Audi e-tron SUV Will Get a Fancy Regenerative Braking System
And nearly 490 lb-ft of torque in "boost mode"
Capturing kinetic energy that would normally be lost to heat and using it to recharge a battery isn't a new concept, but Audi believes it's taken regenerative braking to new heights with the upcoming e-tron SUV. The all-electric sport-ute will debut a new energy recuperation system that Audi says contributes up to 30 percent of its range.
According to Audi, the e-tron SUV will be capable of recovering 1 mile of range for every mile driven downhill. When the automaker drove an e-tron prototype 19 miles from the summit of Pikes Peak down to the base, the SUV got roughly that much range back from brake regen. This extra efficiency is made possible by two electric motors and a new electrohydraulically integrated brake control system working in concert. The e-tron uses just the electric motors for all braking needs up to 0.3 g, which Audi says covers more than 90 percent of all situations. When more stopping force is needed, the electrohydraulically integrated brake control system decides how much hydraulic brake pressure to use and can employ discs and pads exclusively or use a combination of regular and regenerative brakes. Drivers can also trigger regenerative braking manually using steering wheel paddles.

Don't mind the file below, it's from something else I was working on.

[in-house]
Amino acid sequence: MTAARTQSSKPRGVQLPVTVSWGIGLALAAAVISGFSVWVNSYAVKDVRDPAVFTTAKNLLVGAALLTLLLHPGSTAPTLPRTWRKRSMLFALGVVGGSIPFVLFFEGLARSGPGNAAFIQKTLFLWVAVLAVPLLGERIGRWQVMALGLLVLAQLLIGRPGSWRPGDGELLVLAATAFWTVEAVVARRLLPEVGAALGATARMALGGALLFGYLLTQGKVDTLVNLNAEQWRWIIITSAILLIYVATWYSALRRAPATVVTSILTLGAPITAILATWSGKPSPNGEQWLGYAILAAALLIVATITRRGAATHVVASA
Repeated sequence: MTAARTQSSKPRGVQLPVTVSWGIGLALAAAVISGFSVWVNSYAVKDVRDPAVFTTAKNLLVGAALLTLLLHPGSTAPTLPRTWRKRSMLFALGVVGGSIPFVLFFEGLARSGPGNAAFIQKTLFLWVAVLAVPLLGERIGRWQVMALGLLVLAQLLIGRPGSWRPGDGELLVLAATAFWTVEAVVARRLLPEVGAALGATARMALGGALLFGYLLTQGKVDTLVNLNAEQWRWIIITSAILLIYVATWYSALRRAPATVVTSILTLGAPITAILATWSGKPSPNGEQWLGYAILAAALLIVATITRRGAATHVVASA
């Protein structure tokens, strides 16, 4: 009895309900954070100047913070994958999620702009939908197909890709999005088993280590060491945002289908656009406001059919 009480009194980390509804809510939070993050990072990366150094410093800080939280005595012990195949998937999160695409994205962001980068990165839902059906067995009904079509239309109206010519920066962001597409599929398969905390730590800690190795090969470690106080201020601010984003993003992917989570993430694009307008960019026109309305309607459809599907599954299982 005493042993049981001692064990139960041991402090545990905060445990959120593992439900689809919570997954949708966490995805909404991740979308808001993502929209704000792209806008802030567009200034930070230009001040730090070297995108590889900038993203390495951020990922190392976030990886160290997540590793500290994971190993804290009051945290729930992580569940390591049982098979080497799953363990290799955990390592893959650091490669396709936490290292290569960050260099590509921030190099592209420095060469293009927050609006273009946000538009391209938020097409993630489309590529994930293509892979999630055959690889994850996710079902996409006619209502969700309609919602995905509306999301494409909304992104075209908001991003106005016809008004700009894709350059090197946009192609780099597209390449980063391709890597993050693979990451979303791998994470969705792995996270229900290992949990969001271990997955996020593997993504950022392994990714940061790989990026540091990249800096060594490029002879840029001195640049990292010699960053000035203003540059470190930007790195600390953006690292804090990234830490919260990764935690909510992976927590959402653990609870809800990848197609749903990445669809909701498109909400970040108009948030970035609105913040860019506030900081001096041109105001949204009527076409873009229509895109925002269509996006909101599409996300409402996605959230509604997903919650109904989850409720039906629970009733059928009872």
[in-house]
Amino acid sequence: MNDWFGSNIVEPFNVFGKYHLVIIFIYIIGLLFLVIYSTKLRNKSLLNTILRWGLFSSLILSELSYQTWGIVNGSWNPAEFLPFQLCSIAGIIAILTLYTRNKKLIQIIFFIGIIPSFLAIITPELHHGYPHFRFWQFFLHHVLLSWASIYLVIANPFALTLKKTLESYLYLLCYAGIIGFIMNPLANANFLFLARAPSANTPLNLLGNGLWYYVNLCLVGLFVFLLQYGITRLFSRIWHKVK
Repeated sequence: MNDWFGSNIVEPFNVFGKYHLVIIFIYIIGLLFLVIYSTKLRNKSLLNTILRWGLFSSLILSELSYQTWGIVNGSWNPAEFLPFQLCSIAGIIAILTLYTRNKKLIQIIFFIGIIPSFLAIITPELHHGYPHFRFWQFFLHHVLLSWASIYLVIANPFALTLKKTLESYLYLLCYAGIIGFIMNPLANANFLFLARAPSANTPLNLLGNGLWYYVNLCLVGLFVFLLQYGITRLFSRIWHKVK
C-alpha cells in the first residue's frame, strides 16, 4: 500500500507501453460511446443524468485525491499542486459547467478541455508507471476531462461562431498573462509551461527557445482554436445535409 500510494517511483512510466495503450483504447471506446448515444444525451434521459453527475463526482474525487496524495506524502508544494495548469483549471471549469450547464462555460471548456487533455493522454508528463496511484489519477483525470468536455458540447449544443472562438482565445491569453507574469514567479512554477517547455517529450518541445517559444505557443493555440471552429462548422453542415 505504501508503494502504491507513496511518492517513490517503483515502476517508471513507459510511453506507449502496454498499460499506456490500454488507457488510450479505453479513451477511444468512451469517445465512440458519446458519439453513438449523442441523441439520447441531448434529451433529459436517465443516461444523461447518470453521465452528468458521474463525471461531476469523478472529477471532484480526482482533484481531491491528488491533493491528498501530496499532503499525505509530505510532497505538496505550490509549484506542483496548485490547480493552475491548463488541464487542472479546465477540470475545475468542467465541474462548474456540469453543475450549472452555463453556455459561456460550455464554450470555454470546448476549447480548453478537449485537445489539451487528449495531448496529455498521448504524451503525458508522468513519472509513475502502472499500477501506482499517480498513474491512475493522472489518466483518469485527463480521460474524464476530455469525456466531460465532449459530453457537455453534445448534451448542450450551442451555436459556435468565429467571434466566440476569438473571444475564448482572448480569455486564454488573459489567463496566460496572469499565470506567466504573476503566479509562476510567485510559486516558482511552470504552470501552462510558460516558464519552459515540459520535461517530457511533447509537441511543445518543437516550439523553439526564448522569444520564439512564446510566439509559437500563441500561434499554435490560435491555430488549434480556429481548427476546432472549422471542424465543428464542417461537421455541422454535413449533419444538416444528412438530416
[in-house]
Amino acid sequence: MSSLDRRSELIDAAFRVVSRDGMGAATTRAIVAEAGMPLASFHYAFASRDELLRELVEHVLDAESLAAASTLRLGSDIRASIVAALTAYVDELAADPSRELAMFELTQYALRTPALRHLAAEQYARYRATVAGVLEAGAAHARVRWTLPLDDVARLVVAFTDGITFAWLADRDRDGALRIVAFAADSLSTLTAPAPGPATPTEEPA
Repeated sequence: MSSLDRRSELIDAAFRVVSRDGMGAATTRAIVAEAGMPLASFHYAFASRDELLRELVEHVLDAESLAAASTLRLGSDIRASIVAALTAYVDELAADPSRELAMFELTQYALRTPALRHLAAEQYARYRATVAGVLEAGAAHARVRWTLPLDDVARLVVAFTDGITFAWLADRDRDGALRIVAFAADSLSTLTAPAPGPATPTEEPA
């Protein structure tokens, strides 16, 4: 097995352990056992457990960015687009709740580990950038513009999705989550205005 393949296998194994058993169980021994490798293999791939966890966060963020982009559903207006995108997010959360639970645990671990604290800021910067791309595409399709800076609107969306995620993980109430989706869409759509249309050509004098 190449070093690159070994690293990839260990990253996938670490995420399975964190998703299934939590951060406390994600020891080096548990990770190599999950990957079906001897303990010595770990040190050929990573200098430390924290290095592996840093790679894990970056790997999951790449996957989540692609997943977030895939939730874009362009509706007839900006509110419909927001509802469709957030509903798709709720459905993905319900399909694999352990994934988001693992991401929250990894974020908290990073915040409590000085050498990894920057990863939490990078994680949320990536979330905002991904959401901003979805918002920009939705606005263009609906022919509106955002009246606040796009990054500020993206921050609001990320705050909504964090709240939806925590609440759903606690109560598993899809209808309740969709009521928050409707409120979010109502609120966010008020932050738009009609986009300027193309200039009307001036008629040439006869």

We learned earlier this year that the e-tron would have a WLTP-estimated range of 248.5 miles and be capable of recharging in under 30 minutes on a 150-kilowatt fast charger, but what we didn't know was the SUV's power output. Now, we have a much better idea. Audi says the prototype produces 355 hp and 414 lb-ft of torque from its two asynchronous electric motors in normal mode, but shifting to Sport and hammering the accelerator pedal unlocks "boost mode," which ups output to 402 hp and 490 lb-ft for eight seconds. In that mode, Audi claims the e-tron can sprint to 62 mph in less than six seconds.
The production e-tron Quattro is set to be revealed later this year and will go on sale sometime in 2019.